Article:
Coleman did not succeed in his mission in the Country Walk case, however. Fuster was found guilty on all fourteen counts. One reason for this is that the children were protected from the abusive pretrial treatment afforded the McMartin kids. Additionally, the police and prosecutors – with some notable exceptions – seem to have actually made an effort to win the case.




Why was this prosecution not subverted as so many others were? That is difficult to say, though the answer may lie in the make-up of the parents seeking justice for their children; among them were a police sergeant, a police lieutenant, two former state prosecutors, a former chief assistant state attorney, and a gun-toting vigilante named Bobby Dean.

In the end, Frank Fuster – the man who appeared at his pretrial hearing in what was described as a “catatonic trance” – was sentenced to be imprisoned until the year 2150. Not even the Santeria priest who attended the trial with Fuster’s mother and uncle had the power to save him. And Arvida – which is to say, the Walt Disney Co. – paid $6 million to seven of his victims.

Even so, justice was not necessarily served. According to the victims, at least two other adults were involved in the abuse. The state knew the identity of at least one of them, but he was never charged with any crimes. Had he been, there’s no telling where the investigation might have led; his wife had once run a babysitting service.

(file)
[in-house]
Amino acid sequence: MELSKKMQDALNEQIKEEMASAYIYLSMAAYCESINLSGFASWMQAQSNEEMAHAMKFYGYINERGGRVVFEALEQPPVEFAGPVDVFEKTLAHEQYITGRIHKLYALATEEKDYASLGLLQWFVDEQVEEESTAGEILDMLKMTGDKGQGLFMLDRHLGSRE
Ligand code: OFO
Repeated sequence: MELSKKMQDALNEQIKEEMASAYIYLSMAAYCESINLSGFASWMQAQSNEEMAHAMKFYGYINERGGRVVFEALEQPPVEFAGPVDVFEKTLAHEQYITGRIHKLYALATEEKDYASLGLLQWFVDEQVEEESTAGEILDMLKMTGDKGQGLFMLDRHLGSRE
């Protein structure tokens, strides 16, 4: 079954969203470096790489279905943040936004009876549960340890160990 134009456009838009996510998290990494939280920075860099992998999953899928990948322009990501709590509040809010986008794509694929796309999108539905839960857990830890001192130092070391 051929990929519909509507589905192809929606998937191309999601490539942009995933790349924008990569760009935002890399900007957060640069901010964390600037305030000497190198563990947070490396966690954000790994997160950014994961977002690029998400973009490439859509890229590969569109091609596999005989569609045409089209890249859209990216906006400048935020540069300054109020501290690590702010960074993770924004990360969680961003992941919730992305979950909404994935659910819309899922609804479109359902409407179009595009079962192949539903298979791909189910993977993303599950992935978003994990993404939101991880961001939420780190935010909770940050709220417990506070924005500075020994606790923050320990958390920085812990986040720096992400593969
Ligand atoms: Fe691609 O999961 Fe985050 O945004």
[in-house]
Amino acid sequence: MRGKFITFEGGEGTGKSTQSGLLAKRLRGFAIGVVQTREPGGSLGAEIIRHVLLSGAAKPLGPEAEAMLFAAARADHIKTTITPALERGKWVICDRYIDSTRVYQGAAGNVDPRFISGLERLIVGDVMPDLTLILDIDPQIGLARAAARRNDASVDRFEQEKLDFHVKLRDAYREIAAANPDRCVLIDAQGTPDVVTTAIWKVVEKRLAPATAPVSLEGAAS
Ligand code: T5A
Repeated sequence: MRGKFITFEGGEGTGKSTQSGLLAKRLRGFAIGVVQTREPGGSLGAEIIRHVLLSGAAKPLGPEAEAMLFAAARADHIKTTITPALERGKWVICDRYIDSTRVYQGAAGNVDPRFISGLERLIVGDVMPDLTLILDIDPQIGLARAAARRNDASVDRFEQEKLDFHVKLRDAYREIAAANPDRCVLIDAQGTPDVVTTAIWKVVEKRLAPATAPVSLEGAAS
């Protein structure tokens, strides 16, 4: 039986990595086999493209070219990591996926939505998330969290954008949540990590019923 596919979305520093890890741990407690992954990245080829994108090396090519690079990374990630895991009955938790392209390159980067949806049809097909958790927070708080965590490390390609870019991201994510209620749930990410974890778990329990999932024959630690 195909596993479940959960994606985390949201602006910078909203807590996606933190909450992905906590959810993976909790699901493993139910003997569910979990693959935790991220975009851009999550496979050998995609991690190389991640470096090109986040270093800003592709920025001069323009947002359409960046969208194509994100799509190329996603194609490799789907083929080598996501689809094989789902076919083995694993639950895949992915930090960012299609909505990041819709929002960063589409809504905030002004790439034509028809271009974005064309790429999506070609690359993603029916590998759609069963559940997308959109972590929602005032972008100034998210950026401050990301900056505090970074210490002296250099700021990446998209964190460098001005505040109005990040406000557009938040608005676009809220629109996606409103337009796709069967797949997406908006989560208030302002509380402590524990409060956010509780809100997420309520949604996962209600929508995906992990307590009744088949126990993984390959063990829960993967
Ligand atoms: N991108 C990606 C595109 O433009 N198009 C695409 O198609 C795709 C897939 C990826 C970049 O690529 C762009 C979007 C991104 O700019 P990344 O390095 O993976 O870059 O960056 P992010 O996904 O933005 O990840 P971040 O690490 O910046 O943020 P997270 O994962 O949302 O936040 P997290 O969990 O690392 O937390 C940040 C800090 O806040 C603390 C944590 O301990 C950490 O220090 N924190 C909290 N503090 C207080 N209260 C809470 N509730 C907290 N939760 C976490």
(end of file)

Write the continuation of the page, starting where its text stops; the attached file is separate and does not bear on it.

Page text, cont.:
With the heightened awareness of child abuse engendered by the high-profile Fuster case, a number of other cases emerged in the Miami area. In one, police inadvertently stumbled upon a collection of hundreds of photos of a convicted child pornographer engaged in sexual acts with young boys, and promptly arrested the man.

Two days after his release on bond, he was found in a Miami hotel room with a bullet hole in his head. His death was, naturally, ruled a suicide. This timely suicide preempted an investigation that could have, it seems reasonable to conclude, led to the elementary school that was directly across from his home/studio.

Another case that broke in the wake of Country Walk was that of Harold “Grant” Snowden, whose wife also had run a babysitting service. Dozens of kids had passed through her care over the course of a decade. It took two trials, but Snowden was ultimately convicted. In 1983, he had been named the South Miami Police Department’s “Officer of the Year.” Stepping up to handle the appeal of his conviction was F. Lee Bailey, who in the late 1960s had represented a U.S. Air Force Captain in South Carolina accused of child molestation involving multiple victims.

REFERENCES:

1. Hollingsworth, Jan Unspeakable Acts, Congdon & Weed, 1986